This artist's interpretation depicts the Japan Aerospace Exploration Agency's Kibo laboratory fully assembled at the International Space Station (ISS).
There's a lot of hope packed aboard the shuttle Discovery, bound for the space station.
Kibo ("Hope" in Japanese) is set to be the newest, largest laboratory on the International Space Station (ISS). The tour bus-sized room built by Japan is scheduled to launch aboard Discovery's STS-124 mission Saturday afternoon from NASA's Kennedy Space Center in Cape Canaveral, Fla.
"This is a big milestone for the Japanese community," said Japanese astronaut Akihiko Hoshide, who will ride aboard Discovery as a mission specialist to help install his country's new lab. "A lot of people worked on this for 20-plus years, so this is really a mission to make a dream come true. It's the same for me."
The massive cylindrical room is 36.7 feet (11.2 meters) long and 14.4 feet (4.4 meters) wide. When fully-assembled, it will weigh 15.9 tons (31,800 pounds) ? about the heft of four adult elephants. It will fit up to 23 racks, which can each be loaded with equipment to conduct scientific research. So far, experiments are planned in fields such as life science, materials science and fluid mechanics.
One of the first experiments planned for Kibo is a study of how heat and atoms move within materials without gravity to pin them down.
"You're looking at surface convection and flow, and studying it in a way you couldn't possibly do on the ground," said Gregory Chamitoff, a mission specialist who will fly aboard Discovery and stay at the orbital lab for a six-month mission. "It has really amazing applications ? it's really fundamental."
The $1 billion Japanese laboratory's immense size and its wide array of tools and equipment make it ideal for scientific investigations.
"I think it's the Lexus of space station modules," STS-124 commander Mark Kelly said in a pre-flight interview.
One of Kibo's special features will be a porch-like outdoor facility that can house experiments in the vacuum of space. These will be able to test the effects of the space environment, including radiation, null gravity and a lack of pressure, on different materials.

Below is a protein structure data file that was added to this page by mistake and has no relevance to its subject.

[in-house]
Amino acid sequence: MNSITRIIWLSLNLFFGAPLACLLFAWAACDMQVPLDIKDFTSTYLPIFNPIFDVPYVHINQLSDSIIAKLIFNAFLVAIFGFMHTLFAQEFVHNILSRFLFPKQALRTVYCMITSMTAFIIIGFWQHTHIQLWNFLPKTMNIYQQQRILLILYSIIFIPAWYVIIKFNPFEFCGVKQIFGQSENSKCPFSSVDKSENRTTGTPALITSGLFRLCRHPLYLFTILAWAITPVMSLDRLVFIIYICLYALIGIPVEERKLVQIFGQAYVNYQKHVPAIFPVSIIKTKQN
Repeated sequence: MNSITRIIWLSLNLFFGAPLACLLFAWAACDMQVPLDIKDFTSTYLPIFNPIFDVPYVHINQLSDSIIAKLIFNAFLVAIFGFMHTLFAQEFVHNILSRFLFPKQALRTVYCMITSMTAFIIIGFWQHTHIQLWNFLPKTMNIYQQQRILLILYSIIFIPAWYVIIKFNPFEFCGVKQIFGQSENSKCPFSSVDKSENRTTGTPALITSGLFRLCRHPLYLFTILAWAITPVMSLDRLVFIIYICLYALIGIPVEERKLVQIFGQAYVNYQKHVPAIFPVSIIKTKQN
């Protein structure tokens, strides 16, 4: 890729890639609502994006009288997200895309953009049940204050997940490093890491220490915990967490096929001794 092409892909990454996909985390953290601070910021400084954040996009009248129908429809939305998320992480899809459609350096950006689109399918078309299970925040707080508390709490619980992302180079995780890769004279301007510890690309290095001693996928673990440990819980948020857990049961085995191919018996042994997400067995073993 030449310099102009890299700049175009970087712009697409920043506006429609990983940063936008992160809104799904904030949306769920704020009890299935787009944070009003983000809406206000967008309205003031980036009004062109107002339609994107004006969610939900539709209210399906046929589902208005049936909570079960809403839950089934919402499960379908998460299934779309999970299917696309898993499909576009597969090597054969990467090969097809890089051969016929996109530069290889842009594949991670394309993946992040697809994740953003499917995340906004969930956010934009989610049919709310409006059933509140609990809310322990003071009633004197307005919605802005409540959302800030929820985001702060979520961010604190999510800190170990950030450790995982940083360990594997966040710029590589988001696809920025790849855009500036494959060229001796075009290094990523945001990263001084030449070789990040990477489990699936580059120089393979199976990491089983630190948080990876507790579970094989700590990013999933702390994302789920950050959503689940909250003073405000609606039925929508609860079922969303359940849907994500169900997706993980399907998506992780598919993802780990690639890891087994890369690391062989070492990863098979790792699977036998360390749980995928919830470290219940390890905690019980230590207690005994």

"The Kibo module will have a uniqueness once we get the exposed platform installed," Hoshide said. "Then we'll have a lot of external payloads, including astronomy, aerospace measurements, measuring radiation. So that portion is one of the unique characteristics of the module."
The upcoming space shuttle mission is the second of three trips to the space station to install various elements of Kibo. The laboratory is so large it would be too heavy to take up in one trip fully-assembled. Next week's journey is slated to bring up its largest main component, the Japanese Pressurized Module, as well as the lab's robotic arm, which will be used to perform science experiments on Kibo's outdoor section.
The lab wasn't originally intended to dwarf all other space station components, but when most agencies decided to scale down their contributions during the station's numerous redesigns, Japan stuck with its original plan for the Kibo module.
"I think what happened is after the redesign of the space station, everyone decided to reduce the size [of their components]," Hoshide said. "For Japan, we thought that the redesign process itself would be more costly, so we decided not to change the design so much, and that's why we ended up being the biggest module. It's usually the other way around: Japanese products should be smaller."
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